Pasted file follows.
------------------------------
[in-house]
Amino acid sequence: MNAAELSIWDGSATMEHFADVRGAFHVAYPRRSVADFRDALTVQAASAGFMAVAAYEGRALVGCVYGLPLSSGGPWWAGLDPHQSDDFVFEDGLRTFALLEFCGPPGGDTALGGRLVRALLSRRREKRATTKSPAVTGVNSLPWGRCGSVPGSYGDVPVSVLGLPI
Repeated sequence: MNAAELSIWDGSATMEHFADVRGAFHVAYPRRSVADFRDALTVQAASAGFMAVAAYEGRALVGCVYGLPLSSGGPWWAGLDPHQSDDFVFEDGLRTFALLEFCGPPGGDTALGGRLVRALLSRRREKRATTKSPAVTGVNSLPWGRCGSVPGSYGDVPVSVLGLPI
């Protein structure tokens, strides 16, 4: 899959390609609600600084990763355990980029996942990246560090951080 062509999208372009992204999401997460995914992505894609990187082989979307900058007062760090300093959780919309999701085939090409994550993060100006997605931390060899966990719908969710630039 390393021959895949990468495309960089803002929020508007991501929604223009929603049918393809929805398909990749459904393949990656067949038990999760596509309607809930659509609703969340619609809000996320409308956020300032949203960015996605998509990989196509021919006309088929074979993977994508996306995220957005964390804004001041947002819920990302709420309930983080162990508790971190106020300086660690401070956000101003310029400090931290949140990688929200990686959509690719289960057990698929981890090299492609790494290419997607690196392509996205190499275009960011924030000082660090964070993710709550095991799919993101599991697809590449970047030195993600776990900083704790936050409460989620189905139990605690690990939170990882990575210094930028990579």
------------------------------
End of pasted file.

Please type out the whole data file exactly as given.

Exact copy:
[in-house]
Amino acid sequence: MNAAELSIWDGSATMEHFADVRGAFHVAYPRRSVADFRDALTVQAASAGFMAVAAYEGRALVGCVYGLPLSSGGPWWAGLDPHQSDDFVFEDGLRTFALLEFCGPPGGDTALGGRLVRALLSRRREKRATTKSPAVTGVNSLPWGRCGSVPGSYGDVPVSVLGLPI
Repeated sequence: MNAAELSIWDGSATMEHFADVRGAFHVAYPRRSVADFRDALTVQAASAGFMAVAAYEGRALVGCVYGLPLSSGGPWWAGLDPHQSDDFVFEDGLRTFALLEFCGPPGGDTALGGRLVRALLSRRREKRATTKSPAVTGVNSLPWGRCGSVPGSYGDVPVSVLGLPI
């Protein structure tokens, strides 16, 4: 899959390609609600600084990763355990980029996942990246560090951080 062509999208372009992204999401997460995914992505894609990187082989979307900058007062760090300093959780919309999701085939090409994550993060100006997605931390060899966990719908969710630039 390393021959895949990468495309960089803002929020508007991501929604223009929603049918393809929805398909990749459904393949990656067949038990999760596509309607809930659509609703969340619609809000996320409308956020300032949203960015996605998509990989196509021919006309088929074979993977994508996306995220957005964390804004001041947002819920990302709420309930983080162990508790971190106020300086660690401070956000101003310029400090931290949140990688929200990686959509690719289960057990698929981890090299492609790494290419997607690196392509996205190499275009960011924030000082660090964070993710709550095991799919993101599991697809590449970047030195993600776990900083704790936050409460989620189905139990605690690990939170990882990575210094930028990579």